Two Cents is an original column akin to a book club for films. The Cinapse team will program films and contribute our best, most insightful, or most creative thoughts on each film using a maximum of 200 words each. Guest writers and fan comments are encouraged, as are suggestions for future entries to the column. Join us as we share our two cents on films we love, films we are curious about, and films we believe merit some discussion.
It’s been great watching some of 2018’s best but underappreciated offerings for this For Your Consideration series, but we knew we could not finish without first appreciating Debra Granik’s Leave No Trace.
Granik has been absent from the feature film scene since 2010, when her Appalachian noir Winter’s Bone turned Jennifer Lawrence from the daughter on The Bill Engvall Show into the most in-demand talent in all of Hollywood. While we’re not going to cast aspersions about why Granik went eight years without another feature (though given the nature of the industry/culture, we can make some guesses), it’s awfully good to have her back.
Leave No Trace is the story of Will (Ben Foster) and his daughter Tom (Thomasin McKenzie) and the life they share in the forests of the Pacific Northwest. Will is veteran haunted by PTSD, unable to function well in the modern world. The pair’s peaceful life roughing it is interrupted when state officials discover the camp and start asking questions about why a teenage girl is living off mushrooms and sleeping in a tent. Placed into a house and given a chance at something closer to ‘normal’ life, both Will and Tom are suddenly forced to confront who they are and what that needs, and whether the love between them can overcome the damages of the world.
Hugely acclaimed by critics upon release, (it holds a rare 100% on Rotten Tomatoes) Leave No Trace has nonetheless been pointedly absent from awards season, perhaps due to its lacking the kind of melodramatic fireworks and Oscar clip-ready blow-ups that grab attention and snare votes. But it seems to us that no discussion of the best films of the year would be complete without a consideration of what Granik, Foster, and McKenzie built together.
So let’s go for a walk in the woods, shall we, and decide for ourselves whether Leave No Trace leaves much of an impact.
Next Week’s Pick:
In honor of Women in Horror Month, we’ll be taking a trip into The Shimmer with the predominantly female cast of last year’s mind-bending horror/sci-fi film Annihilation, directed by Alex Garland of Ex Machina and them Danny Boyle movies fame. It’s now available streaming on Amazon Prime as well as Hulu.
Would you like to be a guest in next week’s Two Cents column? Simply watch and send your under-200-word review to twocents(at)cinapse.co anytime before midnight on Thursday!
“Where is your home?”
“With my Dad”.
“It’s not a crime to be unhoused, but it’s illegal to live on public land”.
A father suffering from PTSD and his teenage daughter forge a life for themselves camping in the Pacific Northwest. As the father’s PTSD and the daughter’s need for independence clash, a powerful exploration of what homelessness truly means emerges. (@Ed_Travis)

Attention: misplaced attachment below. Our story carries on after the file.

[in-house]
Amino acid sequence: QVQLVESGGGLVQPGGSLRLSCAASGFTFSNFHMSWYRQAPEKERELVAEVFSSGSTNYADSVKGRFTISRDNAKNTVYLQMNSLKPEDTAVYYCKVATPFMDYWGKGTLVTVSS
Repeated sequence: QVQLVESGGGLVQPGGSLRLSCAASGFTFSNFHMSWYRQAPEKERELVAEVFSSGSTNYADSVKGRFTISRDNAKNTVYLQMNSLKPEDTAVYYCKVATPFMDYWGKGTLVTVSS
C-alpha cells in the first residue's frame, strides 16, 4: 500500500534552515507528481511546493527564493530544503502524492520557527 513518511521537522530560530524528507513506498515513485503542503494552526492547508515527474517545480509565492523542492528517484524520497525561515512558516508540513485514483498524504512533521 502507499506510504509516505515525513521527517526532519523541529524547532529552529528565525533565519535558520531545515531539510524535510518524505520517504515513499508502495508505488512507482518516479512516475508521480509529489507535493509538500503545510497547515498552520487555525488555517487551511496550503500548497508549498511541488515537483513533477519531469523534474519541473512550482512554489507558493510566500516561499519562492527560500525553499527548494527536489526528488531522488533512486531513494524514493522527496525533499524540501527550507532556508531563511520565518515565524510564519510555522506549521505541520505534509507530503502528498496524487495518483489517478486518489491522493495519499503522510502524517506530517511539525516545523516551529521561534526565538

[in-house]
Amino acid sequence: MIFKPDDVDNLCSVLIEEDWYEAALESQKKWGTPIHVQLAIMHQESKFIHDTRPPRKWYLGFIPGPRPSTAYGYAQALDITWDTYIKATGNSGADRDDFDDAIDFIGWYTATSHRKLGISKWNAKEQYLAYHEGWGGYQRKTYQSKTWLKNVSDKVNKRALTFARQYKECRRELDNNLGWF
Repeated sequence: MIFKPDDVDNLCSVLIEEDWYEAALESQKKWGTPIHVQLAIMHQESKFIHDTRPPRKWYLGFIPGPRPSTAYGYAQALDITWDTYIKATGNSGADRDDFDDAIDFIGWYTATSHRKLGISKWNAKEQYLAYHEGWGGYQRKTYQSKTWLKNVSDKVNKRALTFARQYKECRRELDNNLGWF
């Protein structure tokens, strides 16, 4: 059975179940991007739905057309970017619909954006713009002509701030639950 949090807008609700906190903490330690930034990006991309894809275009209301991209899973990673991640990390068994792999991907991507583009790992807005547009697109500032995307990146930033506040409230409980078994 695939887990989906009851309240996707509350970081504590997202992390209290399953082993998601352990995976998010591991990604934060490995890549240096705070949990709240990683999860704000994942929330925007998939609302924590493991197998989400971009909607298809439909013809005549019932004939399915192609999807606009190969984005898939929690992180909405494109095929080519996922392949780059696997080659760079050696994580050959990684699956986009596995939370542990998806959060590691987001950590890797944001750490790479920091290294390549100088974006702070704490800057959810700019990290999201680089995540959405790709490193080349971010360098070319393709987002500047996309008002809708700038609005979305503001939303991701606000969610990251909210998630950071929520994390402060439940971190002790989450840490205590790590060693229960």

It’s interesting that we’re doing this so close to You Were Never Really Here, both movies in which hugely acclaimed (though maddeningly infrequent) female directors examine a traumatized masculine mind. With YWNRH, director Lynne Ramsey worked overtime to entrench you inside the skull of Joaquin Phoenix’s suicidal vigilante, using every technique on hand to make you feel everything Phoenix does.
With Leave No Trace, Granik’s direction and Foster’s performance never let you in. Foster is more than capable of exploding off the screen, able to go uncontrollably BIG when the role calls for it/he gets bored and decides to liven things up. But his Will is a clenched fist of a man, with only the occasional crack betraying the deep well of grief and rage and horror that festers within him.
Granik’s focus is less on Will’s trauma than the impact it has on Joe. As a director, Granik uses small gestures and moments to suggest not only the co-dependent intimacy that exists between father-daughter, but also the budding moments of independence and rebellion that go with being a teenage girl. The brilliance of McKenzie’s performance is how she etches the way those needs mount and mount until finally she has to take a stand as her own person. It’s the moment a child becomes an adult, and the moment one half of a toxic relationship finally pulls the ripcord. There’s no villain, no grand showdown, only a slow realization that one particular road has reached its end and a new one has to be forged.
Quietly powerful stuff. (@theTrueBrendanF)
An intriguing story of people living on the fringes of the fringes. I hadn’t quite put together the PTSD connection until Brendan pointed it out above, but that definitely clicks.
It reminded me a bit of Captain Fantastic, but without the exaggerated aesthetic that permeated that particular film. Whereas Viggo Mortensen’s “captain” and his crew of kids were more like iconoclastic hippies, it becomes increasingly clear that the patriarch of this more thoughtful analysis is incapable of coping with society, rather than rebelling against it. But as his teenage daughter is growing up, she yearns for the comforts of community and normalcy.
Naturally beautiful and quiet in its presentation (without being dull), Leave No Trace offers up human observations without drawing strict conclusions, allowing the viewer contemplate the questions that permeate its ethical and practical quandaries. (@VforVashaw)
Next week’s pick:
Annihilation — http://amzn.to/2TRnHeN